Self-Organization and Prebiotic Environment
The hypothesis that the first step towards life took place in an aqueous medium gives rise to a number of thermodynamical problems. Here it is suggested that the hydrophobic layer made of hydrocarbons and other hydrophobic molecules which presumably covered the surface of primordial seas would have provided an environment more suitable than water for the concentration and polymerisation of prebiotic molecules. Furthermore, it is stressed that the emergence of self-organised molecular systems, such as Kauffman’s autocatalytic networks, requires an environment in which molecules can easily interact with each other. While water weakens electrostatic interactions, because of its high dielectric constant, a hydrophobic medium seems to be a more suitable environment for the development of self-organised catalytic systems.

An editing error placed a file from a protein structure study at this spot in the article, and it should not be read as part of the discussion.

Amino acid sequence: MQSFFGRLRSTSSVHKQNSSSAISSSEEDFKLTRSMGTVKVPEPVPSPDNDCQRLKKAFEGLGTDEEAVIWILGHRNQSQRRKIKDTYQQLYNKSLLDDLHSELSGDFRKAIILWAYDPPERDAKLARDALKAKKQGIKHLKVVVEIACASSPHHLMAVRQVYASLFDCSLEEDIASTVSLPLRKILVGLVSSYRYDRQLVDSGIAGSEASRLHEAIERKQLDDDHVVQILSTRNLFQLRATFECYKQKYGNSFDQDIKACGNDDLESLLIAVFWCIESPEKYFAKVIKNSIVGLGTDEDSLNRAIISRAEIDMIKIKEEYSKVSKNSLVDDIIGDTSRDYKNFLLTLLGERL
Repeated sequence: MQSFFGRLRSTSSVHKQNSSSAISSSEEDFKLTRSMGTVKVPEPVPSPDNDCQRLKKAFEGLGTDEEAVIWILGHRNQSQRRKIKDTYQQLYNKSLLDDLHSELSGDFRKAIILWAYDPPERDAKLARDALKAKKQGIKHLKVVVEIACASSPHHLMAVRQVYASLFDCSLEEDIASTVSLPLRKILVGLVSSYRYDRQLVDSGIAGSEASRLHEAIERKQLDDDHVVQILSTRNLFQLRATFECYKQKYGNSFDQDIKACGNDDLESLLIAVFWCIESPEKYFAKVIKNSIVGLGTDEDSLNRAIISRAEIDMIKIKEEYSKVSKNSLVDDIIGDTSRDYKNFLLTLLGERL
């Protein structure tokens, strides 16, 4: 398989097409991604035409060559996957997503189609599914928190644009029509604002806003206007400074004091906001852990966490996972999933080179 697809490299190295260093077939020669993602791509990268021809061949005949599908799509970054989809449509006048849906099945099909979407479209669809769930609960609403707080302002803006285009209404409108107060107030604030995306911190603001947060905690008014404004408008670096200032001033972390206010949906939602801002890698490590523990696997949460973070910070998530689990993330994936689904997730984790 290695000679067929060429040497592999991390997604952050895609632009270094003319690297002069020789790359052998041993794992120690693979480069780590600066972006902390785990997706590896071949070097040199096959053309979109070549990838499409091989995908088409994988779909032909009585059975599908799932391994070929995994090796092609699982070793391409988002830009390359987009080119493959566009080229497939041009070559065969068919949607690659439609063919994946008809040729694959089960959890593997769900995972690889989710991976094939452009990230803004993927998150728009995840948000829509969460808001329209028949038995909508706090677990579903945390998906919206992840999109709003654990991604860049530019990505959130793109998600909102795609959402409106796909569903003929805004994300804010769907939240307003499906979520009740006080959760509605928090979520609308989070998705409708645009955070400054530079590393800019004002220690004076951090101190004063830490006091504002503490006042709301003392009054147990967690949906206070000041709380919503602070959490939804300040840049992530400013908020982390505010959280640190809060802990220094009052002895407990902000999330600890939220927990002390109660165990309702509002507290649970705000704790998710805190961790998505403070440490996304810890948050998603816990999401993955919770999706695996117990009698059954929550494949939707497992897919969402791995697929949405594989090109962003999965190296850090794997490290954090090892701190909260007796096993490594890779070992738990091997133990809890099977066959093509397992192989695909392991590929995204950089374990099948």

KeywordsHigh Dielectric Constant Hydrophobic Molecule Polar Amino Acid Hydrophobic Layer Genetic Information Processing
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